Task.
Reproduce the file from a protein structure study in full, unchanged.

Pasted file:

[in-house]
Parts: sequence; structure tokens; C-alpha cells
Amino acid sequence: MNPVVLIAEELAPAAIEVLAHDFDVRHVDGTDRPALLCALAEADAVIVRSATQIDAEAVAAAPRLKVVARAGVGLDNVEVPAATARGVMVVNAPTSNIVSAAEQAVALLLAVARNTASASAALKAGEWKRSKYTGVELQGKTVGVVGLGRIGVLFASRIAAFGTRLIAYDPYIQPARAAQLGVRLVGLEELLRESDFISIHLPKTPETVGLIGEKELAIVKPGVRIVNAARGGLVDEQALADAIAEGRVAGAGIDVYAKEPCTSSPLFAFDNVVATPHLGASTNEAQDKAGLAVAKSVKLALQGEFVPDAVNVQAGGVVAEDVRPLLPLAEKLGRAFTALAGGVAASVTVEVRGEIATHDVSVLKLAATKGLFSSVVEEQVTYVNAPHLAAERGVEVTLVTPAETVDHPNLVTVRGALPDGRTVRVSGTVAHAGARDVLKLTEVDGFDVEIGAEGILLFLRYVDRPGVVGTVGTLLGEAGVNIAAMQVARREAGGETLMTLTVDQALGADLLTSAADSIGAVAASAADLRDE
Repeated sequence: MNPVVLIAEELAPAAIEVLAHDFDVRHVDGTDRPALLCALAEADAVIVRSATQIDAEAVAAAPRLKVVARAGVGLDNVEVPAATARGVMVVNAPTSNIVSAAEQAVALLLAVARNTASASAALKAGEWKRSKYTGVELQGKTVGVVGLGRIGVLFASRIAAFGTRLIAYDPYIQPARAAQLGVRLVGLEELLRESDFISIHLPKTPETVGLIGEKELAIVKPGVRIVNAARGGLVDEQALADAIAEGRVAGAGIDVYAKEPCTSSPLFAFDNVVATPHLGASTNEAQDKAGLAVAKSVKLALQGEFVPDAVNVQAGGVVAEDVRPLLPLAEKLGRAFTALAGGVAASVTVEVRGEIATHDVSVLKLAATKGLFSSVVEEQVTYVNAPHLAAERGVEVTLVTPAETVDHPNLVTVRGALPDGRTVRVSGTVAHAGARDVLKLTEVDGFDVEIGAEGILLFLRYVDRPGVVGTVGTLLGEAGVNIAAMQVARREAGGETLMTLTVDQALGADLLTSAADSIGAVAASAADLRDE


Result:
[in-house]
Parts: sequence; structure tokens; C-alpha cells
Amino acid sequence: MNPVVLIAEELAPAAIEVLAHDFDVRHVDGTDRPALLCALAEADAVIVRSATQIDAEAVAAAPRLKVVARAGVGLDNVEVPAATARGVMVVNAPTSNIVSAAEQAVALLLAVARNTASASAALKAGEWKRSKYTGVELQGKTVGVVGLGRIGVLFASRIAAFGTRLIAYDPYIQPARAAQLGVRLVGLEELLRESDFISIHLPKTPETVGLIGEKELAIVKPGVRIVNAARGGLVDEQALADAIAEGRVAGAGIDVYAKEPCTSSPLFAFDNVVATPHLGASTNEAQDKAGLAVAKSVKLALQGEFVPDAVNVQAGGVVAEDVRPLLPLAEKLGRAFTALAGGVAASVTVEVRGEIATHDVSVLKLAATKGLFSSVVEEQVTYVNAPHLAAERGVEVTLVTPAETVDHPNLVTVRGALPDGRTVRVSGTVAHAGARDVLKLTEVDGFDVEIGAEGILLFLRYVDRPGVVGTVGTLLGEAGVNIAAMQVARREAGGETLMTLTVDQALGADLLTSAADSIGAVAASAADLRDE
Repeated sequence: MNPVVLIAEELAPAAIEVLAHDFDVRHVDGTDRPALLCALAEADAVIVRSATQIDAEAVAAAPRLKVVARAGVGLDNVEVPAATARGVMVVNAPTSNIVSAAEQAVALLLAVARNTASASAALKAGEWKRSKYTGVELQGKTVGVVGLGRIGVLFASRIAAFGTRLIAYDPYIQPARAAQLGVRLVGLEELLRESDFISIHLPKTPETVGLIGEKELAIVKPGVRIVNAARGGLVDEQALADAIAEGRVAGAGIDVYAKEPCTSSPLFAFDNVVATPHLGASTNEAQDKAGLAVAKSVKLALQGEFVPDAVNVQAGGVVAEDVRPLLPLAEKLGRAFTALAGGVAASVTVEVRGEIATHDVSVLKLAATKGLFSSVVEEQVTYVNAPHLAAERGVEVTLVTPAETVDHPNLVTVRGALPDGRTVRVSGTVAHAGARDVLKLTEVDGFDVEIGAEGILLFLRYVDRPGVVGTVGTLLGEAGVNIAAMQVARREAGGETLMTLTVDQALGADLLTSAADSIGAVAASAADLRDE